18. 18. Makkonen I, Riikonen R, Kokki H, Airaksinen MM, Kuikka JT (2008) Serotonin and dopamine transporter binding in children with autism determined by SPECT. Dev Med Child Neurol 50: 593–597.
  19. 19. Nakamura K, Sekine Y, Ouchi Y, Tsujii M, Yoshikawa E, et al. (2010) Brain serotonin and dopamine transporter bindings in adults with high-functioning autism. Arch Gen Psychiatry 67: 59–68.
  20. 20. McCauley JL, Olson LM, Dowd M, Amin T, Steele A, et al. (2004) Linkage and association analysis at the serotonin transporter (SLC6A4) locus in a rigid-compulsive subset of autism. Am J Med Genet B Neuropsychiatr Genet 127B: 104–112.
  21. 21. Sutcliffe JS, Delahanty RJ, Prasad HC, McCauley JL, Han Q, et al. (2005) Allelic heterogeneity at the serotonin transporter locus (SLC6A4) confers susceptibility to autism and rigid-compulsive behaviors. Am J Hum Genet 77: 265–279.
  22. 22. Ramoz N, Reichert JG, Corwin TE, Smith CJ, Silverman JM, et al. (2006) Lack of evidence for association of the serotonin transporter gene SLC6A4 with autism. Biol Psychiatry 60: 186–191.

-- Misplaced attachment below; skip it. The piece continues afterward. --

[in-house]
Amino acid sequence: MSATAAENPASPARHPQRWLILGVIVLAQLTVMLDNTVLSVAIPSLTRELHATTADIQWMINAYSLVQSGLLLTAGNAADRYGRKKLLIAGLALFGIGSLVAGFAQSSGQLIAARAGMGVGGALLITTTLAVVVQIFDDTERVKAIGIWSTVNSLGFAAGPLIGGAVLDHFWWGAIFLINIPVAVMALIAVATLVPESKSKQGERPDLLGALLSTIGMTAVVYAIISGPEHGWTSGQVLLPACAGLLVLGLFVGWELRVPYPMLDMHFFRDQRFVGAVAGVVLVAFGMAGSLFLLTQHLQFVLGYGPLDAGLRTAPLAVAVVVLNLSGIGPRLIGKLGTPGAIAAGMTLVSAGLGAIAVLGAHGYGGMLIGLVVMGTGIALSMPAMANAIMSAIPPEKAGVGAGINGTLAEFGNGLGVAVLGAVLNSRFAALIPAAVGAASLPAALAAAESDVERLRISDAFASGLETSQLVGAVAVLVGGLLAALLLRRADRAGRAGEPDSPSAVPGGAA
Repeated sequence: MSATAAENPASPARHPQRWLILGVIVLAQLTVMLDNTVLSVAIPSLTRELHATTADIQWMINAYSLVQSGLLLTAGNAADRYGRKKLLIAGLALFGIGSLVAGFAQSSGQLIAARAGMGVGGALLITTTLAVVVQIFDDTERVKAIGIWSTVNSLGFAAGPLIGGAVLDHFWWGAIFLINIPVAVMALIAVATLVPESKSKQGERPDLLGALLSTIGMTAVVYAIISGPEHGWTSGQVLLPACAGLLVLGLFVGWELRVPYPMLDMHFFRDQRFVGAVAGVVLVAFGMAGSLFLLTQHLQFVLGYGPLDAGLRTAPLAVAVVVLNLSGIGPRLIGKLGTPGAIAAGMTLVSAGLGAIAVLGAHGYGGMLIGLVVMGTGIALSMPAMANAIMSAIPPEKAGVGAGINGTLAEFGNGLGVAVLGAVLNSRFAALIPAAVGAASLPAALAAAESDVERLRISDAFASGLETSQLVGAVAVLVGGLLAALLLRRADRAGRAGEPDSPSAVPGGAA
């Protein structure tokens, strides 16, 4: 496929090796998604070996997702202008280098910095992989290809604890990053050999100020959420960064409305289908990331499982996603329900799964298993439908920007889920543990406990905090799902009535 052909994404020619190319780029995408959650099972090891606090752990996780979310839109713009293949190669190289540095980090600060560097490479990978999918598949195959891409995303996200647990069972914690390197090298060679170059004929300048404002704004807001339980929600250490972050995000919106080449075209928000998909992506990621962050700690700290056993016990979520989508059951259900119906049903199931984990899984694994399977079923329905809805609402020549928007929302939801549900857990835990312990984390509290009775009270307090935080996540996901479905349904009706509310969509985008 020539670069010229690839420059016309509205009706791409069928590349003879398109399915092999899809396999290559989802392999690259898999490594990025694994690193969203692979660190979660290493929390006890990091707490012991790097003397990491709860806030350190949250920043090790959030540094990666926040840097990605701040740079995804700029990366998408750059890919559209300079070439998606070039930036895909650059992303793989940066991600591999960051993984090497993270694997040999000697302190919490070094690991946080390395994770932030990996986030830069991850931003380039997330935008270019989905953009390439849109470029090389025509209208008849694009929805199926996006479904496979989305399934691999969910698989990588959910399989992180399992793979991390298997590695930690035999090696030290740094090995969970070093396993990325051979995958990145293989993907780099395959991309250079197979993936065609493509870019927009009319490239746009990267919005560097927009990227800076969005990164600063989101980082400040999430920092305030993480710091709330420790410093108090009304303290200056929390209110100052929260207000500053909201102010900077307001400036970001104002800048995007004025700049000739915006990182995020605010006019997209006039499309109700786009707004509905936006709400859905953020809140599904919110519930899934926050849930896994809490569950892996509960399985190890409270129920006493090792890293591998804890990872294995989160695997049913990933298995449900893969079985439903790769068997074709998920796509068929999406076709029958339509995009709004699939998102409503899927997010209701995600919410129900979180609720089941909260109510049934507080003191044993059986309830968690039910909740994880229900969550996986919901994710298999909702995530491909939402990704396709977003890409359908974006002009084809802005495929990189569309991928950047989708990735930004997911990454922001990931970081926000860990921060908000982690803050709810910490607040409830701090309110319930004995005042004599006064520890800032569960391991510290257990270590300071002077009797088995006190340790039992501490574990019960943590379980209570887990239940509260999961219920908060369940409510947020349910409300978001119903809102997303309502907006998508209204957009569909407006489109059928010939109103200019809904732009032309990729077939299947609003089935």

23. 23. Bergman O, Westberg L, Nilsson LG, Adolfsson R, Eriksson E (2010) Preliminary evidence that polymorphisms in dopamine-related transcription factors LMX1A, LMX1B and PITX3 are associated with schizophrenia. Prog Neuropsychopharmacol Biol Psychiatry 34: 1094–1097.
  24. 24. Pattyn A, Vallstedt A, Dias JM, Sander M, Ericson J (2003) Complementary roles for Nkx6 and Nkx2 class proteins in the establishment of motoneuron identity in the hindbrain. Development 130: 4149–4159.
  25. 25. Cheng L, Chen CL, Luo P, Tan M, Qiu M, et al. (2003) Lmx1b, Pet-1, and Nkx2.2 coordinately specify serotonergic neurotransmitter phenotype. J Neurosci 23: 9961–9967.
  26. 26. Haznedar MM, Buchsbaum MS, Metzger M, Solimando A, Spiegel-Cohen J, et al. (1997) Anterior cingulate gyrus volume and glucose metabolism in autistic disorder. Am J Psychiatry 154: 1047–1050.
  27. 27. Ohnishi T, Matsuda H, Hashimoto T, Kunihiro T, Nishikawa M, et al. (2000) Abnormal regional cerebral blood flow in childhood autism. Brain 123(Pt9): 1838–1844.
  28. 28. Geschwind DH, Sowinski J, Lord C, Iversen P, Shestack J, et al. (2001) The autism genetic resource exchange: a resource for the study of autism and related neuropsychiatric conditions. Am J Hum Genet 69: 463–466.
  29. 29. Ranade K, Chang MS, Ting CT, Pei D, Hsiao CF, et al. (2001) High-throughput genotyping with single nucleotide polymorphisms. Genome Res 11: 1262–1268.